KINGMAN - Airman first class Cory Benson is about to lose the stripes he wears on his sleeve and his job in avionics servicing U-2 spy planes for the Air Force.
He has received an appointment from the Air Force to the Air Force Academy in Colorado Springs. He is to report for basic cadet training June 28 as he begins study leading toward an officer's commission following graduation in 2011.
Benson, 22, graduated from Kingman High School in 2003 and was a National Merit Scholar. He is the son of Frank and Karen Benson.
"The Air Force holds a certain number of spots in its academy for enlisted men, and Cory was selected," Frank Benson said. "He was nominated in the past by both Jon Kyl and Trent Franks, but has received a medical waiver."
Cory had an incorrect listing of asthma on his medical history and that matter was resolved, clearing the way for his appointment, Frank Benson said.
Cory was elected to the KHS Student Council all four years he attended the school. He earned state of Arizona math awards in his sophomore, junior and senior years.
In addition, Cory participated in an Air Force Academy summer program in Colorado Springs between his junior and senior years, Karen Benson said.
"Cory received a scholarship to Arizona State University, but found it was not his cup of tea," Frank Benson said. "He also attended Mohave Community College for one semester before deciding he wanted to serve his country."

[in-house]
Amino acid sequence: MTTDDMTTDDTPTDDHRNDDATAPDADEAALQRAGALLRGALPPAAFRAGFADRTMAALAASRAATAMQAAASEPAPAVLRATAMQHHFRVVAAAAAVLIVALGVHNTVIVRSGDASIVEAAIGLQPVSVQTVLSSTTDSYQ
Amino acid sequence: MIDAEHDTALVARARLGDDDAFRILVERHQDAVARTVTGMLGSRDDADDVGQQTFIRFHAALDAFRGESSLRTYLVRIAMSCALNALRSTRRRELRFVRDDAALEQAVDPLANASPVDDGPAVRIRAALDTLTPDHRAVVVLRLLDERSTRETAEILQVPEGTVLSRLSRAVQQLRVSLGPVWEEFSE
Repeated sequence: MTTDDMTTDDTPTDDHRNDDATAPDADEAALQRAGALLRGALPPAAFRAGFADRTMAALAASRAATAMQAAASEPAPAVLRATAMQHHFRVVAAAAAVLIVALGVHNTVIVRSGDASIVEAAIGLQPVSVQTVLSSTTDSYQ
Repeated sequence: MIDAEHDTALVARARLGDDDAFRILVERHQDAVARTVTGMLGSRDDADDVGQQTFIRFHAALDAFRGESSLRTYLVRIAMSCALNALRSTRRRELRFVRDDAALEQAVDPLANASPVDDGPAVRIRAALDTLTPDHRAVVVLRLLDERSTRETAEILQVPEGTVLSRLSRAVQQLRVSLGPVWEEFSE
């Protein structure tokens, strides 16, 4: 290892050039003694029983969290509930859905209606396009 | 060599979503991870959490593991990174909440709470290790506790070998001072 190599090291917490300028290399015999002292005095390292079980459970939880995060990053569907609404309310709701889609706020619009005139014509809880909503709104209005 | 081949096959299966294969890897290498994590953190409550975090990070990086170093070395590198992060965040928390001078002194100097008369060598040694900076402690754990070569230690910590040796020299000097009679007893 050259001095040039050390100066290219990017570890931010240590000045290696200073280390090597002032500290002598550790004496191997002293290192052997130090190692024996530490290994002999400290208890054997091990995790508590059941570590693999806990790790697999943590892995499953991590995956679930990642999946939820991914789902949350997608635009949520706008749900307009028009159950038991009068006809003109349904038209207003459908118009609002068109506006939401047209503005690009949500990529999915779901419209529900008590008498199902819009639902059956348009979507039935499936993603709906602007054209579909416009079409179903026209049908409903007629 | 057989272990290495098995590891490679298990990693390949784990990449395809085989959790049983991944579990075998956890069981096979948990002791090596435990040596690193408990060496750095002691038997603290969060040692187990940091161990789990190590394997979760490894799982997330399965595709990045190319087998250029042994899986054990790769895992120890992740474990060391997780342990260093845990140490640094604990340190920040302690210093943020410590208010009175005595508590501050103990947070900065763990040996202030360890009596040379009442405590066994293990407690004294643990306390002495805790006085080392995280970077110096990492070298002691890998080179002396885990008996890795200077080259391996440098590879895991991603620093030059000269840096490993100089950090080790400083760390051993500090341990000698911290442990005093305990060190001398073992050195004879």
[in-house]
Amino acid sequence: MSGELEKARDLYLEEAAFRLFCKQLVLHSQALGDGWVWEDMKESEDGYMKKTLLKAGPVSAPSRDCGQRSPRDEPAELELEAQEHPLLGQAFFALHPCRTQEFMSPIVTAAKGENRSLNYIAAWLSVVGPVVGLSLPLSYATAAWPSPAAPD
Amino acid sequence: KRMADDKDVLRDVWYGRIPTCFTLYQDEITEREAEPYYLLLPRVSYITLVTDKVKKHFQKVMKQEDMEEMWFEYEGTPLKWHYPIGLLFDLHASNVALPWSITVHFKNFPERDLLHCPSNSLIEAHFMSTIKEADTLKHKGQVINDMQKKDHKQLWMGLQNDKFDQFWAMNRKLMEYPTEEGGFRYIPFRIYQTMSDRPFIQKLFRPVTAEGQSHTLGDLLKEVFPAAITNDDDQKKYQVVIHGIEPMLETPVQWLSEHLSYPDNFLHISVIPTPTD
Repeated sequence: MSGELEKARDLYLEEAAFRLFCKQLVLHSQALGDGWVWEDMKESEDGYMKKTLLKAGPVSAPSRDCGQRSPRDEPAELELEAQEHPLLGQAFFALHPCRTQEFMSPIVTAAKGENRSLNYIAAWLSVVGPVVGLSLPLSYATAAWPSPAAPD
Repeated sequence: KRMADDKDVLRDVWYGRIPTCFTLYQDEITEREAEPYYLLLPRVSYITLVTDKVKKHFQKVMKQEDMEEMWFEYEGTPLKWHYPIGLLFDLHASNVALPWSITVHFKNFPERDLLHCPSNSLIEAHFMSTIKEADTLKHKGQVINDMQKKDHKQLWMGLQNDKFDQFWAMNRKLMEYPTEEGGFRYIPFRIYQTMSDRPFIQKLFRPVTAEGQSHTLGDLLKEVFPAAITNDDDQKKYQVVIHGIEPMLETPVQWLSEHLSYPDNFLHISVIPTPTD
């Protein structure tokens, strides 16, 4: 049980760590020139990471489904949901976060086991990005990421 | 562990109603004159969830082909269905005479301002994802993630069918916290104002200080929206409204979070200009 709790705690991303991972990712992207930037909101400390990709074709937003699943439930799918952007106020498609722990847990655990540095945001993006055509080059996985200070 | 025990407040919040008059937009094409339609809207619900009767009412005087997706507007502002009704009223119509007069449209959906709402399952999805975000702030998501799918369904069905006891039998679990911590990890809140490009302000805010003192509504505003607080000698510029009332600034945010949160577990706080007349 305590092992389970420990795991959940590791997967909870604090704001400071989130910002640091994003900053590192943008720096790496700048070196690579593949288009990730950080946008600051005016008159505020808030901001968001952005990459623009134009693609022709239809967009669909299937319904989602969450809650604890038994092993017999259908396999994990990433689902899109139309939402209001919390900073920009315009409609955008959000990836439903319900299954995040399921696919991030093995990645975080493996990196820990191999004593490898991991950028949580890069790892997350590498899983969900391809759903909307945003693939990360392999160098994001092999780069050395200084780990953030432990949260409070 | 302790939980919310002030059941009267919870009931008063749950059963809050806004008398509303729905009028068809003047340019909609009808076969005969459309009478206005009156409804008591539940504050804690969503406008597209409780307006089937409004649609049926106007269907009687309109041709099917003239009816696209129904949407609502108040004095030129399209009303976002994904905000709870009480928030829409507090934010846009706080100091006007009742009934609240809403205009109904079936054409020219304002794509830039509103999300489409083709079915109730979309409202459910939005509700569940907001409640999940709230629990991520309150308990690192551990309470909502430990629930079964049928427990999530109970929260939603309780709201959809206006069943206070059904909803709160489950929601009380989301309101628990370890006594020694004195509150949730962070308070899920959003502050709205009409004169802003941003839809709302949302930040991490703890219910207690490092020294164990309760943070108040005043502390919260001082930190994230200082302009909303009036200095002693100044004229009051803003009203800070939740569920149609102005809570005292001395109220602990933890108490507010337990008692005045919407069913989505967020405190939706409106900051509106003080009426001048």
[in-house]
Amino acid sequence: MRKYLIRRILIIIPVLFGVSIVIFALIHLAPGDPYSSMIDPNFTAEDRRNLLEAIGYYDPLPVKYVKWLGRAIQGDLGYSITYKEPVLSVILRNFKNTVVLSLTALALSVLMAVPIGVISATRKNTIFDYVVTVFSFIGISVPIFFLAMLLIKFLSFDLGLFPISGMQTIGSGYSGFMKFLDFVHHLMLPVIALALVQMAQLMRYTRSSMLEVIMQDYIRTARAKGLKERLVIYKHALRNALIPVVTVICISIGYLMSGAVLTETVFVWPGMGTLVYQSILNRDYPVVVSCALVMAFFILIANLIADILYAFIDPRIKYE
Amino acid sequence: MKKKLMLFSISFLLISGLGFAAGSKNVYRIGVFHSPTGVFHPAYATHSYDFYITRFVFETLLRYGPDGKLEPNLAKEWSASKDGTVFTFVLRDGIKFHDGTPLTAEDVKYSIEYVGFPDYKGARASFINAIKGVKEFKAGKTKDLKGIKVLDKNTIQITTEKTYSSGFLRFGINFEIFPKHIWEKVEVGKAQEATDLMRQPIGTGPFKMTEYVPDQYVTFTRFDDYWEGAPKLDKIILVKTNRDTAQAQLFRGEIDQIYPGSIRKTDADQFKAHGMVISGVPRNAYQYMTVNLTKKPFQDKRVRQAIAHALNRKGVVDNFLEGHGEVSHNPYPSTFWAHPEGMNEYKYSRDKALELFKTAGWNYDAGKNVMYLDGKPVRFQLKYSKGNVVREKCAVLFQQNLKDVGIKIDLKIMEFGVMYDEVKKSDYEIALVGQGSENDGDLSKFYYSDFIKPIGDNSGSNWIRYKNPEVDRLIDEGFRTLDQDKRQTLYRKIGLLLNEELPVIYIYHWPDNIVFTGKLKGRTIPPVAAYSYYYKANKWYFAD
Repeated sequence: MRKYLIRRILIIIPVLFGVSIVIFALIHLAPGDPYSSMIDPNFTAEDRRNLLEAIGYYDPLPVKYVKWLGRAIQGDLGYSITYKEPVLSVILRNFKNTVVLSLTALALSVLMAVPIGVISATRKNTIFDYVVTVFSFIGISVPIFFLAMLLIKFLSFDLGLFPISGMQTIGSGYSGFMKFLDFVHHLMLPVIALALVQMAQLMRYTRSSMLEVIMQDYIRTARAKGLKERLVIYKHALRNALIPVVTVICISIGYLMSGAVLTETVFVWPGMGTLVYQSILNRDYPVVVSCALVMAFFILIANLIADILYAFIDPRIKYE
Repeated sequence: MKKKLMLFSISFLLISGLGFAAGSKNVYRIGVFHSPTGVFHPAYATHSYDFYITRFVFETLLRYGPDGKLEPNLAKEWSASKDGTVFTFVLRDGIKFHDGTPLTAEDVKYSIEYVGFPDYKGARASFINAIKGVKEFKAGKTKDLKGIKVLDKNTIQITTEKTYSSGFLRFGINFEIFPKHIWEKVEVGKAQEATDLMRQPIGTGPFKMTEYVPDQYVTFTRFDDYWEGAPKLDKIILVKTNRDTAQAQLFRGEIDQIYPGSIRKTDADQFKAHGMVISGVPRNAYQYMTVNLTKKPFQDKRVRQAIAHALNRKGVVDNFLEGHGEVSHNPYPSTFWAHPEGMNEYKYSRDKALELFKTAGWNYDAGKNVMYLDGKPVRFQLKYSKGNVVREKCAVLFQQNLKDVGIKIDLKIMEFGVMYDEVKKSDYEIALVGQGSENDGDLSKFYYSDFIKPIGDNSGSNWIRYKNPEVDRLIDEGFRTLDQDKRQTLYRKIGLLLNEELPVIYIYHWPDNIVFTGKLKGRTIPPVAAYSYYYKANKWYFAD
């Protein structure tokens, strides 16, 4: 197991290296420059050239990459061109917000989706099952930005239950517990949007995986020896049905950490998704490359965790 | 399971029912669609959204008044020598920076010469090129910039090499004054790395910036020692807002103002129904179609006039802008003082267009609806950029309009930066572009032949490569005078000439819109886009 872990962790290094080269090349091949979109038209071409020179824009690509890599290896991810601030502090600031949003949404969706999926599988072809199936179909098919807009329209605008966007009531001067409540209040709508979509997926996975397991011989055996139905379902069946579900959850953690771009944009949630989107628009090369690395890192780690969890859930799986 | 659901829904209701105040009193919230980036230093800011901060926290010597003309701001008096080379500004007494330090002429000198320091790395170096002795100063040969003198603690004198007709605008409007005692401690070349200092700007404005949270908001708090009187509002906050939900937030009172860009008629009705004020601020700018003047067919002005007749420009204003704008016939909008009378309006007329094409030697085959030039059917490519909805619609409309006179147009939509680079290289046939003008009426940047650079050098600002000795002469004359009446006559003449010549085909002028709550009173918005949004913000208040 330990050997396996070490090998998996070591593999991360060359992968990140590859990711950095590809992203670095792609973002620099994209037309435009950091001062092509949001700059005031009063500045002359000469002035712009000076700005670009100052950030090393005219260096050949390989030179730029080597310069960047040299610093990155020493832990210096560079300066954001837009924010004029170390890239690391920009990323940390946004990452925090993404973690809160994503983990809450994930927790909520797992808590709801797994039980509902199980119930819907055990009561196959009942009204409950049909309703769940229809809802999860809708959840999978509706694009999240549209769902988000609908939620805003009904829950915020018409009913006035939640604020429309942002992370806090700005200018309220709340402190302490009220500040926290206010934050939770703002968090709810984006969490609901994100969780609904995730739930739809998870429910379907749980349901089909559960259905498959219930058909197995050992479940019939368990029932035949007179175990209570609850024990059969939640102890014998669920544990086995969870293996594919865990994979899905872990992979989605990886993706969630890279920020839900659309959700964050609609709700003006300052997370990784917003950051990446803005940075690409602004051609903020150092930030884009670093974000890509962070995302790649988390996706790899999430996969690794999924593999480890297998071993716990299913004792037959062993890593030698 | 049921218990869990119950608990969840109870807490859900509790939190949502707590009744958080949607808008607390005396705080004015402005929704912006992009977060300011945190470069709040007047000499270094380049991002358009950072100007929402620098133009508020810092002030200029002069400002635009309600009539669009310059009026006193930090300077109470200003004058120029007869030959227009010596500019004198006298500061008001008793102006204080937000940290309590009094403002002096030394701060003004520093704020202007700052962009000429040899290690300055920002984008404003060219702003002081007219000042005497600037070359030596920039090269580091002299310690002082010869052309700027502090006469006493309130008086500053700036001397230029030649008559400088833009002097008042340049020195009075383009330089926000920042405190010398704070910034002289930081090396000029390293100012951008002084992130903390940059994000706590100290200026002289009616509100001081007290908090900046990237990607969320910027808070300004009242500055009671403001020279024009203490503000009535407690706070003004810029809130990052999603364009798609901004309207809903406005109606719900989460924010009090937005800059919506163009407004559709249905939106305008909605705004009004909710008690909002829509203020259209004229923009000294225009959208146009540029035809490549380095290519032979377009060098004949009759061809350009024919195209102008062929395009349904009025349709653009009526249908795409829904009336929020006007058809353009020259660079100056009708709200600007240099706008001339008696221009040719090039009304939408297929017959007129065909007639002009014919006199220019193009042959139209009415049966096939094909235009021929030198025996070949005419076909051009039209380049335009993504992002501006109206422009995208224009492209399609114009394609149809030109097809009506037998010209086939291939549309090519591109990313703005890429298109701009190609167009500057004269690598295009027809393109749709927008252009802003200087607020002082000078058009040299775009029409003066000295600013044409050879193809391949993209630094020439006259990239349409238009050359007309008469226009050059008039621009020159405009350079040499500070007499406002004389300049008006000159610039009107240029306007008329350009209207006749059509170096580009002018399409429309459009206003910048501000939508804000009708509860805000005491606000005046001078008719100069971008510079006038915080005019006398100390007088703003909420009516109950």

Cory joined the Air Force on Oct. 4, 2005. He graduated first in his class of 629 from basic training at Lackland Air Force Base in San Antonio, Karen Benson said.
Benson has been stationed for nearly one year at Beale Air Force Base in Marysvale, Calif. He received the base's Airman of the Quarter Award at the end of 2006, Karen Benson said.
Frank Benson said his son plans to pursue some sort of engineering degree at the Air Force Academy. He hopes to fly fighters.
He was asked how he feels about Cory switching from enlisted to officer status.
"I'm thrilled," Frank Benson said. "It has been a dream of his since age 13.
"I spent more hours on the phone with congressmen and medical examiner review boards when he was in high school. It now sounds like all I had to do was get out of the mix and it got taken care of."